I feel it would be an understatement to say that President Donald Trump and his administration have changed the American political landscape. Things have changed extremely rapidly since his inauguration on January 20 — he's signed a combined 18 executive orders and presidential memos already, 14 more than former President George W. Bush, nine more than former President Bill Clinton, and one less than former President Barack Obama, according to Quartz.com — and for many of us, things are changing for the worse. My family is poor, queer, and we rely on state-funded Medicaid (aka “Obamacare”) in order to access necessary healthcare services. My wife and I are also queer, and so we have concerns about the safety of our family with such a right-wing administration in power. While we aren’t as vulnerable as many other populations (such as refugees and immigrants living in America), it’s entirely possible that some of Trump's administration's decisions will affect us very directly, and most likely in a negative way. In addition to that, my wife and I are feeling people who care about others, so we worry for our friends and neighbors, as well as complete strangers. All of this adds up to one thing: With Trump as president, I live in a constant state of fear. And my fear of the Trump administration is only getting worse. In fact, it’s so bad that it’s affecting my parenting.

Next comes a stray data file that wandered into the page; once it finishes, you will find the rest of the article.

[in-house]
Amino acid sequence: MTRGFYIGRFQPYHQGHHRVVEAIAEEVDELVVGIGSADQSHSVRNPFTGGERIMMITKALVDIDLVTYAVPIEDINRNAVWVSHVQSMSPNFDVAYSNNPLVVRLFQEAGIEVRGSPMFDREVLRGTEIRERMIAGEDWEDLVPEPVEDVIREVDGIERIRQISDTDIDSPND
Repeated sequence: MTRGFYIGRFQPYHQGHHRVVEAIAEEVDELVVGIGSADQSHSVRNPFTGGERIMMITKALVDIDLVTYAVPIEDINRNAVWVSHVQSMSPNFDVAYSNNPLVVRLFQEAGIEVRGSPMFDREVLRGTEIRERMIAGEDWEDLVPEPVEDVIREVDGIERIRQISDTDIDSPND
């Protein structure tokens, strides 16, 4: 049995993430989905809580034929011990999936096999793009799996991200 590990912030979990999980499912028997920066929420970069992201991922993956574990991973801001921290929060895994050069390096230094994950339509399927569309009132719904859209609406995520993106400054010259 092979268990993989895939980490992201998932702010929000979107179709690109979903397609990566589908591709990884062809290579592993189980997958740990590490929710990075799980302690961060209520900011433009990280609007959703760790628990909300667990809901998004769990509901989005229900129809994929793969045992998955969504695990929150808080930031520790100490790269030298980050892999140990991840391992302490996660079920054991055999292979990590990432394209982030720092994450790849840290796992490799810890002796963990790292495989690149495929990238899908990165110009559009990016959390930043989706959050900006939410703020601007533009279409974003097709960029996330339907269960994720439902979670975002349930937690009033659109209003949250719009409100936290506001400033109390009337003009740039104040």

I'm a protective mama bear, and I am pissed. I can handle a lot, but being a mom is a pretty freaking big deal to me, and to feel like I'm not doing my best at it is just heartbreaking. It feels completely unfair that on top of feeling unsafe and worried about an uncertain future, I now also have to deal with feeling like a total failure as a mom.
All my life, I’ve suffered from some form of anxiety. I used to think I was just a “nervous person” or a “worry wart” but in adulthood I’ve come to realize that what I’m dealing with is probably some form of anxiety disorder. I manage it the best that I can, and I work hard to take care of myself, but that doesn’t mean that it never gets out of hand. Occasionally, I have panic attacks, and they can make it hard to do basically everything.